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Guard cables to help prevent I-70 crossovers

Thursday, September 23, 2004 | 12:00 a.m. CDT; updated 6:17 p.m. CDT, Friday, July 18, 2008

With 22 traffic deaths for every 100,000 people, Missouri is in a four-way tie for the ninth-highest traffic death rate in the country, according to a recent report released by the National Highway Traffic Safety Administration. Interstate 70 has a reputation for being particularly dangerous, especially because of the state’s high rate of crossover accidents, which occur when a vehicle crosses the median into opposing traffic.

As of July 15, the most recent statistics available, there have been 50 crossover accidents on I-70 across Boone and Callaway Counties, three of which have ended in fatalities. In 2003, there were a total of 76 crossover accidents in the two counties, resulting in eight deaths. The Missouri Highways and Transportation Department is hoping to greatly reduce those numbers with its guard cable installation project, which will eventually extend median guard cable barriers across the state.

Crews are currently working to install guard cables in Boone and Callaway counties, extending one mile into Montgomery County. When the project is completed, the Highway Department will seek bids to continue the guard cables west from Columbia towards Kansas City.

“We are slowly but surely making contracts throughout the state,” said Chuck Sullivan, Central Area engineer with the department. “At the completion of this project guard cables will be continuous from St. Louis to Boone County, and next year they are bidding a contract from Boone County to Cooper County.”

Guard cables were first installed in St. Louis due to the high volume of traffic there and the inclement weather, two factors that contribute to the high number of crossovers.

“The number of crossover accidents has increased as the traffic volume increases,” Sullivan said. “And I-70 is one of the oldest highways in the nation and it is deteriorating.”

The department studied guard cables in other states as a possible solution to the crossover problem.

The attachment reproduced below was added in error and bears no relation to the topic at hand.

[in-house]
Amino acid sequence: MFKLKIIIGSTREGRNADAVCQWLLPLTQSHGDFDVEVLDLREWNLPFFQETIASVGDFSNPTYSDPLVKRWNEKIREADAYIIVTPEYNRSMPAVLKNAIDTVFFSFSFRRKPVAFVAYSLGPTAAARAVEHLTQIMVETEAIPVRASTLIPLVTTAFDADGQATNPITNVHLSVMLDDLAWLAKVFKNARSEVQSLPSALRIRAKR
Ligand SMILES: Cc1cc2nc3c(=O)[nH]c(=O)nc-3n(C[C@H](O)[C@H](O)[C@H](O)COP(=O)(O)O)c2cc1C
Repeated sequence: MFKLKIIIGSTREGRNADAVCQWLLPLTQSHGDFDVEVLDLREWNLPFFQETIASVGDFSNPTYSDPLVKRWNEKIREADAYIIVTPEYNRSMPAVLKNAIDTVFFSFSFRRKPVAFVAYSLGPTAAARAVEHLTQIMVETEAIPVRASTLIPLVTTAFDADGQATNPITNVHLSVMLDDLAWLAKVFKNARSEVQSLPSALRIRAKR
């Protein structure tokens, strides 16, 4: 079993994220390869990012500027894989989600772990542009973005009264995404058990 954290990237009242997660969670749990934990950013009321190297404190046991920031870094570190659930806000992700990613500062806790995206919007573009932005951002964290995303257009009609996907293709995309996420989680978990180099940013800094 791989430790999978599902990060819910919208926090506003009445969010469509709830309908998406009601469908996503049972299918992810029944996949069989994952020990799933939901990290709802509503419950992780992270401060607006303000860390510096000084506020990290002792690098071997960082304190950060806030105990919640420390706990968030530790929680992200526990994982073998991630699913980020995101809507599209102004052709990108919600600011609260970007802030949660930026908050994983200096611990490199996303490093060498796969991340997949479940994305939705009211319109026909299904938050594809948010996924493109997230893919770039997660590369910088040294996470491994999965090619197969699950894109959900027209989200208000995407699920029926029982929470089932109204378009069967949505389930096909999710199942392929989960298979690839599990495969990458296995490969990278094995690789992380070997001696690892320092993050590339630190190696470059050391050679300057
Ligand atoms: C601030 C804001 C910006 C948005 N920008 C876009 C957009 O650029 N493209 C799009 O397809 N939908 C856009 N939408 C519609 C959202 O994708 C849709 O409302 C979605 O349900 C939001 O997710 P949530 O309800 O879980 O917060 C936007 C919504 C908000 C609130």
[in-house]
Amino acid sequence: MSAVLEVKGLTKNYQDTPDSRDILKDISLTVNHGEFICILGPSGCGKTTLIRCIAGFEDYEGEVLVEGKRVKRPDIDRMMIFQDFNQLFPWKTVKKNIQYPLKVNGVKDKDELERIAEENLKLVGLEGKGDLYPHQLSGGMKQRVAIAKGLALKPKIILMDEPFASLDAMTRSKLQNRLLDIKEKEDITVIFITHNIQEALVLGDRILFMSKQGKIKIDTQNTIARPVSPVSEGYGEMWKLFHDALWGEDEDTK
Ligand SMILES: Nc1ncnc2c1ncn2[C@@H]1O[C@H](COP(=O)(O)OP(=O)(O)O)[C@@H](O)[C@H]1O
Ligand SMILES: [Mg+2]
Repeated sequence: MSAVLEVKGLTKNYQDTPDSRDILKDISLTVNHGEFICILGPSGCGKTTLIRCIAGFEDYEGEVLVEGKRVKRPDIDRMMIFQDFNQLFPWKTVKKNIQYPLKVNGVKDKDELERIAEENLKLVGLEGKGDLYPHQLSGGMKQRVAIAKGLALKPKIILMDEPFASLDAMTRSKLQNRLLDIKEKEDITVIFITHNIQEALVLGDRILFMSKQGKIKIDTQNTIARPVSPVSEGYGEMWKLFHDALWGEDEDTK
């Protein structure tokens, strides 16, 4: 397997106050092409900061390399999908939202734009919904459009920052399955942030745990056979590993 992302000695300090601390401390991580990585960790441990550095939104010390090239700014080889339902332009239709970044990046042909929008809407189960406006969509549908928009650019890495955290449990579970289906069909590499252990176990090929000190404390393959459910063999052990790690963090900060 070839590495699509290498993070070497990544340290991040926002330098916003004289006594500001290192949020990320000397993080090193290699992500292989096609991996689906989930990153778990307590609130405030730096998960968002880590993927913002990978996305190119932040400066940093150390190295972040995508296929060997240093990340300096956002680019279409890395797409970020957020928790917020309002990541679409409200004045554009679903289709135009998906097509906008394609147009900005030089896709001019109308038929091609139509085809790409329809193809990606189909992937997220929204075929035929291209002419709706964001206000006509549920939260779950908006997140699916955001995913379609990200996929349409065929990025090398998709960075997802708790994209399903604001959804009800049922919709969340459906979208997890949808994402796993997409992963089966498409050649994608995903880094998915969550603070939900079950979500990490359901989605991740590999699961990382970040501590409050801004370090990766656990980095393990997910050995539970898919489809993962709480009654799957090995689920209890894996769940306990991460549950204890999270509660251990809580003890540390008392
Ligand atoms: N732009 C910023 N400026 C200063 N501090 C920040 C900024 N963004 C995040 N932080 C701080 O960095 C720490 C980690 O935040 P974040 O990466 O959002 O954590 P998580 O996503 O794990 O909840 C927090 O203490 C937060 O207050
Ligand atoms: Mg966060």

“We looked at the cables in North Carolina where they have proven cable can minimize the amount of vehicles that pass through the median, which is the overall goal,” said John Miller of the department. “The numbers we have are not foolproof, but we found about a 90 percent success rate based on vehicles that were not able to pass through to other side.”

Miller said cables seemed the ideal solution as opposed to concrete barriers because they can cover a lot of miles and do a better job of keeping cars in the median than concrete, which tends to redirect the car back into traffic.

The cables have been tested and meet National Cooperative Highway Research Program standards, which is required to get money from the Federal Highway Safety Commission. The system uses a three strand wire cable which is approximately three-quarters of an inch in diameter. The cables work based on tension. A “deadman,” or chunk of concrete, is on each end, and brackets connect the cables to the posts. There are springs on each end to keep the cable tight and straight. The cables will deflect the car and then wrap it back into the median, keeping cars from bouncing out into traffic. While both Sullivan and Miller noted that the cables are designed for automobiles and not large trucks, Miller said the cables are very strong.

“Even 18-wheelers have been stopped, retained and kept in the median,” he said.

Installing the cables is a multi-phase project. First, a rock trench and weed barrier is put in, then posts will be installed and the wire will be strung.

The rock trench is completed and crews are installing posts in eastern Callaway County. They hope to complete the 37-mile project by July. The total cost of the project is about $3 million.

The money for the project is from the Federal Highway Safety Commission. Missouri gets 90 cents back for every dollar that it gives to the Highway Safety Commission for safety projects such as this one.

Regardless of the cost, Sullivan and Miller agree it is important to improve highway safety.

“I honestly support this project because the goal is to reduce the severity and the number of crashes,” Miller said.


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